Juan Hernandez, Carwash Worker

Bosses come and go. In his 10 years at the same carwash, Juan Hernandez has had five different employers. Some, like his current boss, are better than others. “He follows the law and wants to work by CLEAN Carwash’s standards,” Juan says.

The CLEAN Carwash Campaign—an initiative of the Fed, member unions, nonprofit foundations, community leaders, and clergy—has made headlines by organizing some of LA’s most vulnerable workers and setting basic standards for the city’s carwashes.

In an industry notorious for exploiting workers, cleaners like Juan joined together to defend their rights. “When I started working in the carwash industry in 2006, it was a time when workers were paid no more than $50 a day,” he says. “For three or four years, I constantly experienced wage theft.”

Employers steal an estimated $26 million a week from LA workers, which is why local enforcement was such an important part of the Fed’s Raise The Wage campaign. Juan joined the worker-led movement to secure a $15 minimum wage with sick days and enforcement, building on the success of the CLEAN Carwash Campaign. He spoke at hearings and met personally with city councilmembers to share his struggles. “The salary was very low at $9, and we can’t make it with kids and rent,” he explains. Juan says the lawmakers took his testimony seriously. “Now the wage is going up starting July 1st, you just need to call to take a sick day, and I am paid for all the hours that I work.”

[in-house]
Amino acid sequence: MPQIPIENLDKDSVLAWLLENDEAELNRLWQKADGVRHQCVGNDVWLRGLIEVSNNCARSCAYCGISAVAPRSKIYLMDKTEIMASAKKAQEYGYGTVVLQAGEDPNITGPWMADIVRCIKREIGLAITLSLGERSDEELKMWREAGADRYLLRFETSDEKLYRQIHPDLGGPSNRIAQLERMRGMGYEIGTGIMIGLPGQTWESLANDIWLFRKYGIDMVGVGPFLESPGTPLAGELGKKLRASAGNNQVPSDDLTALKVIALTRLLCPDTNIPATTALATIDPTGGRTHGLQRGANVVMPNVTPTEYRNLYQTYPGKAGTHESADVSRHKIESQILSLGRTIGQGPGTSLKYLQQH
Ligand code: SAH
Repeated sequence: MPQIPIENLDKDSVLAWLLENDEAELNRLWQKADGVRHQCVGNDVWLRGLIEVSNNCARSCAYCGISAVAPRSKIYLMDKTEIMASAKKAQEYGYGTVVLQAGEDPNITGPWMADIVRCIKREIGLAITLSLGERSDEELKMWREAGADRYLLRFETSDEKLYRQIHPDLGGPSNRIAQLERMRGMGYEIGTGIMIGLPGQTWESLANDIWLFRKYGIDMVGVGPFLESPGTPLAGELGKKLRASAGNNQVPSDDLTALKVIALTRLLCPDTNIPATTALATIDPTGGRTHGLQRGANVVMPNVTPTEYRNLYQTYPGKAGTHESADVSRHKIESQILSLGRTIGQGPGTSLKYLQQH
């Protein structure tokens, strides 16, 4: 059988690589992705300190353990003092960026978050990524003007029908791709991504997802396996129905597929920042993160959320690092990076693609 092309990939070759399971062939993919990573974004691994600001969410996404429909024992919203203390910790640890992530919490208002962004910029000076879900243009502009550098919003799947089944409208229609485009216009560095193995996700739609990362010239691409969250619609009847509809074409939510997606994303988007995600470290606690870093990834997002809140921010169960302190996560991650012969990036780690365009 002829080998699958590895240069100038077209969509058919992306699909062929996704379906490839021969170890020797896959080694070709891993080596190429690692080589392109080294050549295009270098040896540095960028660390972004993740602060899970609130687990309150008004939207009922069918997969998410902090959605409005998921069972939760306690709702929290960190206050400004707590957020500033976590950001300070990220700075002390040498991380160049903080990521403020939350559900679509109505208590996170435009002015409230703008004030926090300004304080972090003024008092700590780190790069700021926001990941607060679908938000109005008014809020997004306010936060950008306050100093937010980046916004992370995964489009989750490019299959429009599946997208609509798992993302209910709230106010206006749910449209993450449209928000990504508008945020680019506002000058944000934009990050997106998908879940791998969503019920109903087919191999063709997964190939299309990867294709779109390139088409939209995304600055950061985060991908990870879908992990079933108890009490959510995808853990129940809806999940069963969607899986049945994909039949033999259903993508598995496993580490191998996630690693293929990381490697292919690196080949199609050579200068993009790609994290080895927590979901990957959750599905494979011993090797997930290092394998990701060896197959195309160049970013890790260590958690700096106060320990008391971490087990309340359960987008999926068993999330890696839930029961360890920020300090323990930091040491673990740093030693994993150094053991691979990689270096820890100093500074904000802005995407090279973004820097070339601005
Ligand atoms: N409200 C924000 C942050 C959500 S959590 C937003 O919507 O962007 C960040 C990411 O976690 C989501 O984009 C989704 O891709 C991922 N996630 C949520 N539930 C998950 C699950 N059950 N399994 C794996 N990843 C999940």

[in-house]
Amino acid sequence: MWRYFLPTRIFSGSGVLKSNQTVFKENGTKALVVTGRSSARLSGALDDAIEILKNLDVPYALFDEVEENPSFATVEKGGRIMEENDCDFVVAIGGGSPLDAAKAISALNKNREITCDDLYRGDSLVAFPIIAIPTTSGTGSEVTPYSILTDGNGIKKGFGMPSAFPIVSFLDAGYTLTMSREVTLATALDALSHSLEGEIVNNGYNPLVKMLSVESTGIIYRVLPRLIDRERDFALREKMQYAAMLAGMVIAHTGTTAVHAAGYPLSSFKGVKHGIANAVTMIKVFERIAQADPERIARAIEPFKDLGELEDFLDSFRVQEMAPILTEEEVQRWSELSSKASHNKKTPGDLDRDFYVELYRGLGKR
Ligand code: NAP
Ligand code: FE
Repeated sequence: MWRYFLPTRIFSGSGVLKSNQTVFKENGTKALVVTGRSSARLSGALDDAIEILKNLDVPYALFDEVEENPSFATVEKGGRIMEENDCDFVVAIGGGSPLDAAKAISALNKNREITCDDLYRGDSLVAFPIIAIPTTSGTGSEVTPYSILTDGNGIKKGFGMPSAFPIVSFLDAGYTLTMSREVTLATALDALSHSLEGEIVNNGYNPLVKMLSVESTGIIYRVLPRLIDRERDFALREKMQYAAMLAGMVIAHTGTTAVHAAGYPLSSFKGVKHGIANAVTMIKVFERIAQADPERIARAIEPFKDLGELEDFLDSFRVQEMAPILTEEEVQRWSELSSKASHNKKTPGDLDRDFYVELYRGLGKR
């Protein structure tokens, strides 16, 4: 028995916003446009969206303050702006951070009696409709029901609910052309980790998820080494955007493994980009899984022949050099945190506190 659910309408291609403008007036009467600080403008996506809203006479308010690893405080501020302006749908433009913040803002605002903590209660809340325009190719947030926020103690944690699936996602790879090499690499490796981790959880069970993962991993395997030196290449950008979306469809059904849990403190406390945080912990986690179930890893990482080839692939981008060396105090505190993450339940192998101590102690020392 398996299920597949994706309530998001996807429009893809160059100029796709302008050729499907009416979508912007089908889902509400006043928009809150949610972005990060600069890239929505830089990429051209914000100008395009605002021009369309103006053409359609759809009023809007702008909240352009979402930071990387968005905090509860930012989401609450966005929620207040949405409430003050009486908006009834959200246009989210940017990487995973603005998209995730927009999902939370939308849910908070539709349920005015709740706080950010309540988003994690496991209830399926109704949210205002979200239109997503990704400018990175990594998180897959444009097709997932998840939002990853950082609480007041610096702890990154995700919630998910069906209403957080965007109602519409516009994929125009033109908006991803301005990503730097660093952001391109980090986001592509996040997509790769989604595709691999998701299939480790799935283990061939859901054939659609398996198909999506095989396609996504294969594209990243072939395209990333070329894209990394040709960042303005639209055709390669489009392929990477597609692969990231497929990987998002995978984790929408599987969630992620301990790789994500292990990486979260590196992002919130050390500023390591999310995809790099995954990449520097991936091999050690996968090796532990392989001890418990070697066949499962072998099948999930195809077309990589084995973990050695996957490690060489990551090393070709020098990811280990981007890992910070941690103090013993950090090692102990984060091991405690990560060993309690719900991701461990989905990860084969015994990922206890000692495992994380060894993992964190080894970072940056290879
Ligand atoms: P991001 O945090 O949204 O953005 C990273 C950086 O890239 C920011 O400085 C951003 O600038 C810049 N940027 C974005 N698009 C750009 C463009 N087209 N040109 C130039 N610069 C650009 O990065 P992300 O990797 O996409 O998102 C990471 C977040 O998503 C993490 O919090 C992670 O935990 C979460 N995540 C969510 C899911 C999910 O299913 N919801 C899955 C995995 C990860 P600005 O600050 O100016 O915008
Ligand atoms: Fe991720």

Juan and his fellow workers have accomplished much. “Laws and institutions have changed and cleaners are more respected,” he acknowledges. “But there are still employers who pay no more than $50 or $60 in cash a day.” His work—and ours—is not done.